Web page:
“I’m going to order us up a hot-toddy” Kathy says to me. I don’t really like hot-toddies, and I don’t think it’s appropriate to drink during a children’s clinic. As it turns out hot-toddies are when Smokin Joe the lifty jumps on the chair and warms the seat up for you. I revoke my previous statement, I love hot-toddies!
The entire ski- school culture at Mt. Spokane is a shock to me. Back home I know quite a few of the other employees, ie… lifty’s, maintenance, cafe’, host’s. However this culture @ Mt Spokane promotes all its employees to team up! Seriously our little clinic couldn’t get 50 feet before more Cat-calls and fist bumps! It was pretty rad!
Of course it was a great clinic run by the overly imaginative, brilliant M. Schanfarber. We swam, swayed, flew planes, and shot some hoops. All this and more, while skiing. Feel free to hit me up on idea’s for kid’s play, instructors. Also if you just want a better understanding of children’s physical ski behavior. I really learned a lot and made some new friends!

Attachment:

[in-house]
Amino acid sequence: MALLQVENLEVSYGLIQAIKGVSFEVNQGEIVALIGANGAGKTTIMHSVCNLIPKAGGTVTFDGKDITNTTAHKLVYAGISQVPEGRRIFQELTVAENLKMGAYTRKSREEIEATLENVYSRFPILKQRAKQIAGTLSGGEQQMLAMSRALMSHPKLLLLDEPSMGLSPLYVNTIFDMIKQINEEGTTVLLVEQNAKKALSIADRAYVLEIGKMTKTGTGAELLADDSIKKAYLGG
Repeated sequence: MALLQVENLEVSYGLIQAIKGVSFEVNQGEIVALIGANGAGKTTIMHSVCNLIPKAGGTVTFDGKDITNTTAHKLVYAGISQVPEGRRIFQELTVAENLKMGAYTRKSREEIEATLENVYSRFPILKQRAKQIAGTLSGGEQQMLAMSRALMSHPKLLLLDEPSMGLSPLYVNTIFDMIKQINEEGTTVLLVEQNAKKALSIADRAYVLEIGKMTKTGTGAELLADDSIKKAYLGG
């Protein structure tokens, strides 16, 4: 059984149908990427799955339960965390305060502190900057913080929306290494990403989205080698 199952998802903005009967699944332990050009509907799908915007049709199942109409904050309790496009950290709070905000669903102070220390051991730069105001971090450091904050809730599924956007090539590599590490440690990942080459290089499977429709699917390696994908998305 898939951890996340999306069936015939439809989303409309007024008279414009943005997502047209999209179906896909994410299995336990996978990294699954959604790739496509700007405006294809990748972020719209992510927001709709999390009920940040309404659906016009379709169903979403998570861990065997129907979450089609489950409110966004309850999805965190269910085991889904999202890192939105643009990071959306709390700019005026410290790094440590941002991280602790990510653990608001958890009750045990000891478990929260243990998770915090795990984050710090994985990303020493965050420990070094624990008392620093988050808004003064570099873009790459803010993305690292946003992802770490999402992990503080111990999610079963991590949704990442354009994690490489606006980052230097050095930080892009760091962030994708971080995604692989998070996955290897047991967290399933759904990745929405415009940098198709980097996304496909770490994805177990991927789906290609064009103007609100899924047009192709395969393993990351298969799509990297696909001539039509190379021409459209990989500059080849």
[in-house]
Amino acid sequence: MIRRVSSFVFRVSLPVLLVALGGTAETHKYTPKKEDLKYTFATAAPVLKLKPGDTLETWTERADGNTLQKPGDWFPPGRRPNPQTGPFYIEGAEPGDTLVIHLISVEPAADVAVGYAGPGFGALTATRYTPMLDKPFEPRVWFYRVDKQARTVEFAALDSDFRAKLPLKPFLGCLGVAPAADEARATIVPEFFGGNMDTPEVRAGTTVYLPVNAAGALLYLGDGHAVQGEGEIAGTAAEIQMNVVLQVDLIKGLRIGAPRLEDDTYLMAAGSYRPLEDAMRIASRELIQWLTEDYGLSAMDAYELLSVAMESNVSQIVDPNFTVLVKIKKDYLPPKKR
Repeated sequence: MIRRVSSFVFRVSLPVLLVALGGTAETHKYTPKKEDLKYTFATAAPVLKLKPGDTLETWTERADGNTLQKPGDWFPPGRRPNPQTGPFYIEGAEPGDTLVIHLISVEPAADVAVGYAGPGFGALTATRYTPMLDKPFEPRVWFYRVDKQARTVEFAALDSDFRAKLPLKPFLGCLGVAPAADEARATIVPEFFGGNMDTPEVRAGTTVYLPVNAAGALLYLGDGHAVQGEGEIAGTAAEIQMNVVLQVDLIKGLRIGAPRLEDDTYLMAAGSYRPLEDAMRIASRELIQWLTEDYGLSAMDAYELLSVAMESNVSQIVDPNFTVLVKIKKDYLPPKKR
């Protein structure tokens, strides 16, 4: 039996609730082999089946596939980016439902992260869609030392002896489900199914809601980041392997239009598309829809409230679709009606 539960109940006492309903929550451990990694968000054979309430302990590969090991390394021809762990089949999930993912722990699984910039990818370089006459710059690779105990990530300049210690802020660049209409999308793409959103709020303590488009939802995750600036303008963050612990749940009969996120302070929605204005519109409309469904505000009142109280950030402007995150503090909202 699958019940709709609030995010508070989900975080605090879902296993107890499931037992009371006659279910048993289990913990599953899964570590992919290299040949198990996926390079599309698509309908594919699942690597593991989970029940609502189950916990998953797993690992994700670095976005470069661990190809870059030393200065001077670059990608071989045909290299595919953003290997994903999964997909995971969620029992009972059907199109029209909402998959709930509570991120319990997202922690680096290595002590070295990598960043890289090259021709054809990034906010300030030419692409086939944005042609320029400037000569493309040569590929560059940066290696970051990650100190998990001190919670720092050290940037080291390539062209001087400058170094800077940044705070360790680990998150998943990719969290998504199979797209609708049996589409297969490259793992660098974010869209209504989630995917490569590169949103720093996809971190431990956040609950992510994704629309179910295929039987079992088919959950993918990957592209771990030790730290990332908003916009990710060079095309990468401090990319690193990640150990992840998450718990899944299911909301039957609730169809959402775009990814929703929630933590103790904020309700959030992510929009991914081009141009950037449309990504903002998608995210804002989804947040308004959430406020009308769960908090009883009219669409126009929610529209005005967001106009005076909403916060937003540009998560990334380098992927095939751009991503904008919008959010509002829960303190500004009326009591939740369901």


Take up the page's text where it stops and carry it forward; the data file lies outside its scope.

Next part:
One of the cool programs that their ski school has is cadets. Cadets are young skiers above the age of 13 who volunteer to assist in classes. They are expected to do 8 day’s then are eligible for the same perks as non Psia instructors receive in our ski school. So only informal clinics.They can demo for kids, and help pick up the stragglers. Mt. Spokane also runs an hour clinic everyday on the weekend, in the Am before lesson’s.
A wee bit of Gnar all in good humor!
I really enjoyed the time I spent in the Children’s Specialist Clinic. I hope I can bring back some of their culture to our mountain. One big difference I noticed between the two schools is our lead instructors insist on professionalism. All of our young instructors are so very mature and respected by us. Can we up the whole Mountain teamwork? I think we already are! I am so proud of all my fellow instructors….after all we’re just a bunch of big kid’s chomping our hands and making alligator noises. You envisioned that didn’t you?